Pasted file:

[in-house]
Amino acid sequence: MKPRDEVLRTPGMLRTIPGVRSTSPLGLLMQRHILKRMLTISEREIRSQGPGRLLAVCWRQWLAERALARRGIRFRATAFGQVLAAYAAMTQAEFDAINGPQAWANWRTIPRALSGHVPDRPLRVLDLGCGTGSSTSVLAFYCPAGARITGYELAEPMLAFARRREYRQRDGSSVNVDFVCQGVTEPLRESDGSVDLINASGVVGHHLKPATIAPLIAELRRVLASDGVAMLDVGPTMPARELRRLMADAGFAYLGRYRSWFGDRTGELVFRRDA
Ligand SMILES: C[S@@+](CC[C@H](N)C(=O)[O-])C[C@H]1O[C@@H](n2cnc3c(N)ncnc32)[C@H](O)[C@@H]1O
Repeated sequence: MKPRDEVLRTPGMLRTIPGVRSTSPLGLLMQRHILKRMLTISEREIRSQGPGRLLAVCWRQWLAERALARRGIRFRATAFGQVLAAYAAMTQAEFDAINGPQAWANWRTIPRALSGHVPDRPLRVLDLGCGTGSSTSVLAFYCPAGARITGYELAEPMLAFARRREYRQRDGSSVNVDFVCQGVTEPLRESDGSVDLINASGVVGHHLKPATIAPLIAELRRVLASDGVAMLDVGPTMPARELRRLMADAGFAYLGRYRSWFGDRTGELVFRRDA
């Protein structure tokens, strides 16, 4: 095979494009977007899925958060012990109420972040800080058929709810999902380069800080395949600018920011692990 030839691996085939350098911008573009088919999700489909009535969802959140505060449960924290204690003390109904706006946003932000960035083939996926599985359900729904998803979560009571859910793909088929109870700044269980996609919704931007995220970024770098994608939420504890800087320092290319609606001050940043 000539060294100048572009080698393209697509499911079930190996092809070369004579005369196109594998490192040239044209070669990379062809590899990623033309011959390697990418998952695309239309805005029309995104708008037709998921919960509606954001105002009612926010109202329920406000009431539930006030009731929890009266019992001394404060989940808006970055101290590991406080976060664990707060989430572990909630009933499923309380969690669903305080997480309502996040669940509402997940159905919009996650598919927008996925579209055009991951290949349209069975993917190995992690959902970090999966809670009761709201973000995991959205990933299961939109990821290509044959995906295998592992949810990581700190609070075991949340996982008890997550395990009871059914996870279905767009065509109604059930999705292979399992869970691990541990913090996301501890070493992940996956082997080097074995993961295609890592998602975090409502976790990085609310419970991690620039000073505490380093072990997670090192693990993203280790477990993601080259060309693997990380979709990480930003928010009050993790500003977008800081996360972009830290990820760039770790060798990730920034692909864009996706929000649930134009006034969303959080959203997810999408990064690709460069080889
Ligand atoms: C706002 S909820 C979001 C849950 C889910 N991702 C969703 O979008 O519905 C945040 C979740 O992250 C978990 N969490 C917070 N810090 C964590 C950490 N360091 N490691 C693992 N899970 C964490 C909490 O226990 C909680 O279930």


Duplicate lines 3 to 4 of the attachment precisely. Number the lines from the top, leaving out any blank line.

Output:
Ligand SMILES: C[S@@+](CC[C@H](N)C(=O)[O-])C[C@H]1O[C@@H](n2cnc3c(N)ncnc32)[C@H](O)[C@@H]1O
Repeated sequence: MKPRDEVLRTPGMLRTIPGVRSTSPLGLLMQRHILKRMLTISEREIRSQGPGRLLAVCWRQWLAERALARRGIRFRATAFGQVLAAYAAMTQAEFDAINGPQAWANWRTIPRALSGHVPDRPLRVLDLGCGTGSSTSVLAFYCPAGARITGYELAEPMLAFARRREYRQRDGSSVNVDFVCQGVTEPLRESDGSVDLINASGVVGHHLKPATIAPLIAELRRVLASDGVAMLDVGPTMPARELRRLMADAGFAYLGRYRSWFGDRTGELVFRRDA